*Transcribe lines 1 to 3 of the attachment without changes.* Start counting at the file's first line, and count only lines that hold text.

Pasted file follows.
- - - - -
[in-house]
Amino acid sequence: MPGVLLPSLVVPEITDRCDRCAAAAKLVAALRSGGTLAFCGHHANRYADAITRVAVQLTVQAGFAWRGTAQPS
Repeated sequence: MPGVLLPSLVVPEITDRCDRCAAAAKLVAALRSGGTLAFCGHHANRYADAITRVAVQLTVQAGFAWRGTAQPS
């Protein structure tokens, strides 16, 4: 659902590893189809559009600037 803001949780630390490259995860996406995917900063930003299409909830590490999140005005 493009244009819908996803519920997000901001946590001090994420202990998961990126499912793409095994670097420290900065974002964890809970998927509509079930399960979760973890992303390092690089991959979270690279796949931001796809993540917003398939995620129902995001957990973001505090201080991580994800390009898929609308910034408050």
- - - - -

[in-house]
Amino acid sequence: MPGVLLPSLVVPEITDRCDRCAAAAKLVAALRSGGTLAFCGHHANRYADAITRVAVQLTVQAGFAWRGTAQPS
Repeated sequence: MPGVLLPSLVVPEITDRCDRCAAAAKLVAALRSGGTLAFCGHHANRYADAITRVAVQLTVQAGFAWRGTAQPS